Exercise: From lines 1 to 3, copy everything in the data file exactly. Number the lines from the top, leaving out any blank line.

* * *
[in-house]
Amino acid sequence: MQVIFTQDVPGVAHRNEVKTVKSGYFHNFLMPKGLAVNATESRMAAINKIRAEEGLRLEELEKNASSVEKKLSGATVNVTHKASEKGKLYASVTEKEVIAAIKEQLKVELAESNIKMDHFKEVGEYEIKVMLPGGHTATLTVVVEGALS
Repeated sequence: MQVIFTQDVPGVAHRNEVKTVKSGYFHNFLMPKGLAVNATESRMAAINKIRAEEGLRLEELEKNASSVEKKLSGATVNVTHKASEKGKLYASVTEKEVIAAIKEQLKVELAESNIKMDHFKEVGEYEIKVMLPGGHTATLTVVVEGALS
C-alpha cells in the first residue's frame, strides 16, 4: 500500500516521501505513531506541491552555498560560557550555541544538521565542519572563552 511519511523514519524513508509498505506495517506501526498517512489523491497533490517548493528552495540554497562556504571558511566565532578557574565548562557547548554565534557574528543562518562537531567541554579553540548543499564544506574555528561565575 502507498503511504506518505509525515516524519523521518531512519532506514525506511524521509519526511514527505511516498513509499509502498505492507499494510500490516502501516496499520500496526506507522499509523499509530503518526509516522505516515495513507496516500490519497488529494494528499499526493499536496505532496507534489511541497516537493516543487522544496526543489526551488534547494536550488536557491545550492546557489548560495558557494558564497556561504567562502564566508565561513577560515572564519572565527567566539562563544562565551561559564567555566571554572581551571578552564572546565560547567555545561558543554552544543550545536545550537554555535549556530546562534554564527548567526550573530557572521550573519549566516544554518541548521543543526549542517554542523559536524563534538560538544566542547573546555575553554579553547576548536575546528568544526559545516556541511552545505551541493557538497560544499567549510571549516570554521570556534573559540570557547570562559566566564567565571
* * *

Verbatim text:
[in-house]
Amino acid sequence: MQVIFTQDVPGVAHRNEVKTVKSGYFHNFLMPKGLAVNATESRMAAINKIRAEEGLRLEELEKNASSVEKKLSGATVNVTHKASEKGKLYASVTEKEVIAAIKEQLKVELAESNIKMDHFKEVGEYEIKVMLPGGHTATLTVVVEGALS
Repeated sequence: MQVIFTQDVPGVAHRNEVKTVKSGYFHNFLMPKGLAVNATESRMAAINKIRAEEGLRLEELEKNASSVEKKLSGATVNVTHKASEKGKLYASVTEKEVIAAIKEQLKVELAESNIKMDHFKEVGEYEIKVMLPGGHTATLTVVVEGALS